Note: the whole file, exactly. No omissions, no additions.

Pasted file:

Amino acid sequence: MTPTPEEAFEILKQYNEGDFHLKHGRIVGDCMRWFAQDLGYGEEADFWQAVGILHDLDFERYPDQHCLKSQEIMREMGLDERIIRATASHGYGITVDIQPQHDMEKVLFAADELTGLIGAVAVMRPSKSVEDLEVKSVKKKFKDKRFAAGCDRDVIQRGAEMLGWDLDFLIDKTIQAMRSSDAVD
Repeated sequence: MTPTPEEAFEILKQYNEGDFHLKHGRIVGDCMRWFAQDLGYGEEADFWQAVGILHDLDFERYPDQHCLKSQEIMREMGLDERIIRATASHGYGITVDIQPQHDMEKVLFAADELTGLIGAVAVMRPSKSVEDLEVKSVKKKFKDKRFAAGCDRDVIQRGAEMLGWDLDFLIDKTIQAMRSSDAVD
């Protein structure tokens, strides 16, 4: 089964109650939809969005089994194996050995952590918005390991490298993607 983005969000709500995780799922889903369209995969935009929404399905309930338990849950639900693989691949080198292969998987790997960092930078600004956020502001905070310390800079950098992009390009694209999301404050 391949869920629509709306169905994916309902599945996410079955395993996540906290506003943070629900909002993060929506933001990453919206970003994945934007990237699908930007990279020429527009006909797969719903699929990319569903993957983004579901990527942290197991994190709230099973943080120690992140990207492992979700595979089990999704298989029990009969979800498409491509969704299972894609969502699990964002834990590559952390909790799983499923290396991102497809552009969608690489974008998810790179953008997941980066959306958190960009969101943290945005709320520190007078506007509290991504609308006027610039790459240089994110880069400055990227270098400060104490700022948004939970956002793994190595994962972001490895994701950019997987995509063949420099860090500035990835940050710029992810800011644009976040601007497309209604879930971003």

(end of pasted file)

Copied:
Amino acid sequence: MTPTPEEAFEILKQYNEGDFHLKHGRIVGDCMRWFAQDLGYGEEADFWQAVGILHDLDFERYPDQHCLKSQEIMREMGLDERIIRATASHGYGITVDIQPQHDMEKVLFAADELTGLIGAVAVMRPSKSVEDLEVKSVKKKFKDKRFAAGCDRDVIQRGAEMLGWDLDFLIDKTIQAMRSSDAVD
Repeated sequence: MTPTPEEAFEILKQYNEGDFHLKHGRIVGDCMRWFAQDLGYGEEADFWQAVGILHDLDFERYPDQHCLKSQEIMREMGLDERIIRATASHGYGITVDIQPQHDMEKVLFAADELTGLIGAVAVMRPSKSVEDLEVKSVKKKFKDKRFAAGCDRDVIQRGAEMLGWDLDFLIDKTIQAMRSSDAVD
């Protein structure tokens, strides 16, 4: 089964109650939809969005089994194996050995952590918005390991490298993607 983005969000709500995780799922889903369209995969935009929404399905309930338990849950639900693989691949080198292969998987790997960092930078600004956020502001905070310390800079950098992009390009694209999301404050 391949869920629509709306169905994916309902599945996410079955395993996540906290506003943070629900909002993060929506933001990453919206970003994945934007990237699908930007990279020429527009006909797969719903699929990319569903993957983004579901990527942290197991994190709230099973943080120690992140990207492992979700595979089990999704298989029990009969979800498409491509969704299972894609969502699990964002834990590559952390909790799983499923290396991102497809552009969608690489974008998810790179953008997941980066959306958190960009969101943290945005709320520190007078506007509290991504609308006027610039790459240089994110880069400055990227270098400060104490700022948004939970956002793994190595994962972001490895994701950019997987995509063949420099860090500035990835940050710029992810800011644009976040601007497309209604879930971003």